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Sri Lanka’s PM Resigns After Weeks of Protests Over Economic Crisis

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Mahinda Rajapaksa, the Sri Lankan prime minister, has resigned after months of protests over the country’s deepening economic crisis, during which once-peaceful demonstrations turned violent and five individuals were killed.

Pro-government supporters attacked demonstrators at a protest site in Colombo on Monday, after which police used teargas and water cannon to repel them.

As a result of retaliation across the country, peaceful protestors, who had been mostly peaceful, began demonstrating. Mahinda Rajapaksa’s residence and the homes and vehicles of several pro-Rajapaksa politicians were set ablaze. Five people were killed and almost 200 were injured as a result of the nationwide curfew.

A politician from the ruling party allegedly opened fire on anti-government demonstrators just outside of Colombo, killing a 27-year-old and taking his own life later on. Two people were killed and five others injured in the southern town of Weeraketiya, according to police reports.

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As part of an effort to appease demonstrators who have been taking to the streets in thousands since March, Mahinda Rajapaksa was requested to resign by his brother, the president, Gotabaya Rajapaksa, at a special meeting on Friday.

There has been a growing outcry for both members of Sri Lanka’s powerful Rajapaksa political dynasty to be removed from office due to their mismanagement of the economy and plunge of the country into the worst financial crisis in its history.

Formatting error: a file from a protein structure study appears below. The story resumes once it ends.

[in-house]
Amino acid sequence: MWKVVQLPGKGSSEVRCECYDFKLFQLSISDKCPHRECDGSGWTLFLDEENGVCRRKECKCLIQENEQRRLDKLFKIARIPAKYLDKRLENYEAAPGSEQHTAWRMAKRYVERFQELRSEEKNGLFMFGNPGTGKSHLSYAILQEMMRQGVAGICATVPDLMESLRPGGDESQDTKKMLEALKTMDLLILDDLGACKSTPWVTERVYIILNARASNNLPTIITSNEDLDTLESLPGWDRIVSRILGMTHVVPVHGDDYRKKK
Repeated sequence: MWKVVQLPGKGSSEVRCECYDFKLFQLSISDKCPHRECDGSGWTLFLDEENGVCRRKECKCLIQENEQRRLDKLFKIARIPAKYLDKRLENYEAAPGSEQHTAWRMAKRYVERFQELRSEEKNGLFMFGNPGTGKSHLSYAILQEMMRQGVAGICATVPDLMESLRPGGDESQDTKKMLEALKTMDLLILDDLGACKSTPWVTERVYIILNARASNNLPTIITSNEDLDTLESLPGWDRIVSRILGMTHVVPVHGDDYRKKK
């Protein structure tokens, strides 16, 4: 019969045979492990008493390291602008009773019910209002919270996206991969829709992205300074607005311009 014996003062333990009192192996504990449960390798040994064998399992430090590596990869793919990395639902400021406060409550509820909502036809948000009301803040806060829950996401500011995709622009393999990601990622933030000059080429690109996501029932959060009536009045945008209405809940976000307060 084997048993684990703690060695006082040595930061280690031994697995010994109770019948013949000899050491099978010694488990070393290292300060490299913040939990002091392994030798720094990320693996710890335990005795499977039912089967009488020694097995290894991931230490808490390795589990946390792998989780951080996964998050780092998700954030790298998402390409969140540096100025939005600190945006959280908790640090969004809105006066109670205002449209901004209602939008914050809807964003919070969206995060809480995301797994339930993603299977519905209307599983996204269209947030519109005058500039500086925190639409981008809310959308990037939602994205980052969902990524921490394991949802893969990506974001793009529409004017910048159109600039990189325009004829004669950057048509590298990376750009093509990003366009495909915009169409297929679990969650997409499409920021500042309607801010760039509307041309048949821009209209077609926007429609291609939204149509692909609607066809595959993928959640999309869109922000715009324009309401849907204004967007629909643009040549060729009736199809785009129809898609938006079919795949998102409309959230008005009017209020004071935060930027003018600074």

Former Sri Lankan president Mahinda Rajapaksa, who served as president from 2005 to 2015, reportedly had been reluctant to step down, but on Monday submitted his resignation letter to the president.

The formation of an interim all-party government has been suggested by various stakeholders as the best solution to the current crisis. “Therefore, I have tendered my resignation in order that the next steps may be taken in accordance with the Constitution,” he wrote.

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As part of an effort to regain control over the streets, the president declared a state of emergency in the country over the weekend, the second in recent weeks.

At a clash between protesters and supporters of the government in Colombo, police officers carry an injured man. Photograph: Ishara S Kodikara/AFP/Getty Images
At a clash between protesters and supporters of the government in Colombo, police officers carry an injured man. Photograph: Ishara S Kodikara/AFP/Getty Images

Hundreds of pro-government demonstrators met Monday near Mahinda Rajapaksa’s residence in Colombo to urge him not to resign. The demonstration marked a violent shift in demonstrations. Several members of the group, some carrying sticks and wooden bars, then attacked an anti-government protest camp nearby, as police looked on as clashes broke out.

Around 180 people were injured by teargas and water cannons, and police deployed teargas and water cannons. There was a curfew in place on the site and troops were deployed to the site.

Several lawmakers‘ homes and cars were also set ablaze in Kurunegala, including that of Mahinda Rajapaksa. The incident was a catalyst for violence that spread throughout the city and country.

According to the US ambassador to Sri Lanka, “the violence against peaceful protesters today must be strongly condemned, and anyone inciting violence must be arrested and prosecuted”.

It is a near-bankrupt country, with an economic situation that remains dire. With billions in foreign loans already defaulted, the country has already reached out to the International Monetary Fund for financial assistance and an emergency loan.

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